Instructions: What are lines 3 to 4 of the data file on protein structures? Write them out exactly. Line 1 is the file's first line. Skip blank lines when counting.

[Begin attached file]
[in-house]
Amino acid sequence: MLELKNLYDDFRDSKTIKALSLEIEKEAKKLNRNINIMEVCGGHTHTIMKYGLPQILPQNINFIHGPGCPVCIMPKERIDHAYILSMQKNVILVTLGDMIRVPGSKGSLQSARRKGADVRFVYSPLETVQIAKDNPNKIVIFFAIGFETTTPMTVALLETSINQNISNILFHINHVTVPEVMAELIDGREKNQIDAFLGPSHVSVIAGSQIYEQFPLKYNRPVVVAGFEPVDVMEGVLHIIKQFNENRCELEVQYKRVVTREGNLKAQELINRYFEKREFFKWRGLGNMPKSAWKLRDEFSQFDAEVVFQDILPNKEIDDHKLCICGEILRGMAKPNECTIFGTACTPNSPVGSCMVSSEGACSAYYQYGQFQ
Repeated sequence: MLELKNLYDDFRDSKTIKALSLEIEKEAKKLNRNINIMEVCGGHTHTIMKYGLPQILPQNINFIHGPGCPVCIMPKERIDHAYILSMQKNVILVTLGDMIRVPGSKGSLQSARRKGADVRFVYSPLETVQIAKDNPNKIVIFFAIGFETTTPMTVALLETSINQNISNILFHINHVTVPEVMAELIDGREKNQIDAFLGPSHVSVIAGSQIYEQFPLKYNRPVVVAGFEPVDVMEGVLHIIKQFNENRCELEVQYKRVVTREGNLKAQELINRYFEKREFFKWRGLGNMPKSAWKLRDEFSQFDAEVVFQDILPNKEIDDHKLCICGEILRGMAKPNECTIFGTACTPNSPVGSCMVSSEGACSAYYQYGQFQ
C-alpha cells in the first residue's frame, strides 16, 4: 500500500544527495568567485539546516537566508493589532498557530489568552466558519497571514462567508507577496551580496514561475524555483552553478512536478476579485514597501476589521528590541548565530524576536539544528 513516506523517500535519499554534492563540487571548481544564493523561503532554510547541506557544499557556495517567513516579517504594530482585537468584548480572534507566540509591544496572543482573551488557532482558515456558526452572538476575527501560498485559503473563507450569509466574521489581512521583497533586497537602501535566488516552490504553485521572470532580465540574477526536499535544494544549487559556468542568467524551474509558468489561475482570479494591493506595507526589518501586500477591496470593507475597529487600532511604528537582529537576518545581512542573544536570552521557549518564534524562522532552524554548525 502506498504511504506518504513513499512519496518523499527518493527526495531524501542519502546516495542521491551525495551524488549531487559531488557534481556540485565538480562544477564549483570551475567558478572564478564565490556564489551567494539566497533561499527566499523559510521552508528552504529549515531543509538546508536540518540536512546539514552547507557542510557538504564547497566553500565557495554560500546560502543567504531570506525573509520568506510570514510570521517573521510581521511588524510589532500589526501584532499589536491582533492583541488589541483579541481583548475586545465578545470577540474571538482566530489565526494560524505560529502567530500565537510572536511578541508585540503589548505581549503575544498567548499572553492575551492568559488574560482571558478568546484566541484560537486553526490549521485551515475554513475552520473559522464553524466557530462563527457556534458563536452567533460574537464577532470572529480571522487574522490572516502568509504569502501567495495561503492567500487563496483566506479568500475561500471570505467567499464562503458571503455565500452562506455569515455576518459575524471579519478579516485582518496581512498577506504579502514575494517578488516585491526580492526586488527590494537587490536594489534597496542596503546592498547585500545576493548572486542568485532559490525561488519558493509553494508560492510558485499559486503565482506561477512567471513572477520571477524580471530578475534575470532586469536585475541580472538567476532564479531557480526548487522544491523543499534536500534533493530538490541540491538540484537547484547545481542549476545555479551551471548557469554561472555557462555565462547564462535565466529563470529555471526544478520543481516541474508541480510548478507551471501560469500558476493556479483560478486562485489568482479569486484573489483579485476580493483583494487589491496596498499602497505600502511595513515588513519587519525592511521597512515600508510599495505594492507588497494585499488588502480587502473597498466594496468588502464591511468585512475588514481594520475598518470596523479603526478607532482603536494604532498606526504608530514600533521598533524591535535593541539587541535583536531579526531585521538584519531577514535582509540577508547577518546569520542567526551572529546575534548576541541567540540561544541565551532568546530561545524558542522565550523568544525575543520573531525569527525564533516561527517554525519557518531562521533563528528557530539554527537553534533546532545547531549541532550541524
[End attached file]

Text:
Repeated sequence: MLELKNLYDDFRDSKTIKALSLEIEKEAKKLNRNINIMEVCGGHTHTIMKYGLPQILPQNINFIHGPGCPVCIMPKERIDHAYILSMQKNVILVTLGDMIRVPGSKGSLQSARRKGADVRFVYSPLETVQIAKDNPNKIVIFFAIGFETTTPMTVALLETSINQNISNILFHINHVTVPEVMAELIDGREKNQIDAFLGPSHVSVIAGSQIYEQFPLKYNRPVVVAGFEPVDVMEGVLHIIKQFNENRCELEVQYKRVVTREGNLKAQELINRYFEKREFFKWRGLGNMPKSAWKLRDEFSQFDAEVVFQDILPNKEIDDHKLCICGEILRGMAKPNECTIFGTACTPNSPVGSCMVSSEGACSAYYQYGQFQ
C-alpha cells in the first residue's frame, strides 16, 4: 500500500544527495568567485539546516537566508493589532498557530489568552466558519497571514462567508507577496551580496514561475524555483552553478512536478476579485514597501476589521528590541548565530524576536539544528 513516506523517500535519499554534492563540487571548481544564493523561503532554510547541506557544499557556495517567513516579517504594530482585537468584548480572534507566540509591544496572543482573551488557532482558515456558526452572538476575527501560498485559503473563507450569509466574521489581512521583497533586497537602501535566488516552490504553485521572470532580465540574477526536499535544494544549487559556468542568467524551474509558468489561475482570479494591493506595507526589518501586500477591496470593507475597529487600532511604528537582529537576518545581512542573544536570552521557549518564534524562522532552524554548525 502506498504511504506518504513513499512519496518523499527518493527526495531524501542519502546516495542521491551525495551524488549531487559531488557534481556540485565538480562544477564549483570551475567558478572564478564565490556564489551567494539566497533561499527566499523559510521552508528552504529549515531543509538546508536540518540536512546539514552547507557542510557538504564547497566553500565557495554560500546560502543567504531570506525573509520568506510570514510570521517573521510581521511588524510589532500589526501584532499589536491582533492583541488589541483579541481583548475586545465578545470577540474571538482566530489565526494560524505560529502567530500565537510572536511578541508585540503589548505581549503575544498567548499572553492575551492568559488574560482571558478568546484566541484560537486553526490549521485551515475554513475552520473559522464553524466557530462563527457556534458563536452567533460574537464577532470572529480571522487574522490572516502568509504569502501567495495561503492567500487563496483566506479568500475561500471570505467567499464562503458571503455565500452562506455569515455576518459575524471579519478579516485582518496581512498577506504579502514575494517578488516585491526580492526586488527590494537587490536594489534597496542596503546592498547585500545576493548572486542568485532559490525561488519558493509553494508560492510558485499559486503565482506561477512567471513572477520571477524580471530578475534575470532586469536585475541580472538567476532564479531557480526548487522544491523543499534536500534533493530538490541540491538540484537547484547545481542549476545555479551551471548557469554561472555557462555565462547564462535565466529563470529555471526544478520543481516541474508541480510548478507551471501560469500558476493556479483560478486562485489568482479569486484573489483579485476580493483583494487589491496596498499602497505600502511595513515588513519587519525592511521597512515600508510599495505594492507588497494585499488588502480587502473597498466594496468588502464591511468585512475588514481594520475598518470596523479603526478607532482603536494604532498606526504608530514600533521598533524591535535593541539587541535583536531579526531585521538584519531577514535582509540577508547577518546569520542567526551572529546575534548576541541567540540561544541565551532568546530561545524558542522565550523568544525575543520573531525569527525564533516561527517554525519557518531562521533563528528557530539554527537553534533546532545547531549541532550541524